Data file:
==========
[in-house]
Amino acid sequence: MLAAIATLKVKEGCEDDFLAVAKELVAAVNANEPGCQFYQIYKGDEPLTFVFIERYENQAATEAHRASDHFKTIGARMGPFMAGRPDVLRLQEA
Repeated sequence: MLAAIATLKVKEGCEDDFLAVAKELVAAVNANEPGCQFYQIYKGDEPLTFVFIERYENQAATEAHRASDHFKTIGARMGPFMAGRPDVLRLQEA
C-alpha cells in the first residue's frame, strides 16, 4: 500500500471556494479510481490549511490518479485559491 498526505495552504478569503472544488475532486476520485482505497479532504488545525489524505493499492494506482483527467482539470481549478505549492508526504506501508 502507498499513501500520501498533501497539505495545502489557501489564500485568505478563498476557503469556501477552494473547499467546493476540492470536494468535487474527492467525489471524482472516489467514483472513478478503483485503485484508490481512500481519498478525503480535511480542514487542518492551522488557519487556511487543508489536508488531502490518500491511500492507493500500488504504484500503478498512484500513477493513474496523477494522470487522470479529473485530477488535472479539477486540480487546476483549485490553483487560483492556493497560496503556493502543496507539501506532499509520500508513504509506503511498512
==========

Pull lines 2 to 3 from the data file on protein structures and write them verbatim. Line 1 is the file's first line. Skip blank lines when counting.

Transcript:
Amino acid sequence: MLAAIATLKVKEGCEDDFLAVAKELVAAVNANEPGCQFYQIYKGDEPLTFVFIERYENQAATEAHRASDHFKTIGARMGPFMAGRPDVLRLQEA
Repeated sequence: MLAAIATLKVKEGCEDDFLAVAKELVAAVNANEPGCQFYQIYKGDEPLTFVFIERYENQAATEAHRASDHFKTIGARMGPFMAGRPDVLRLQEA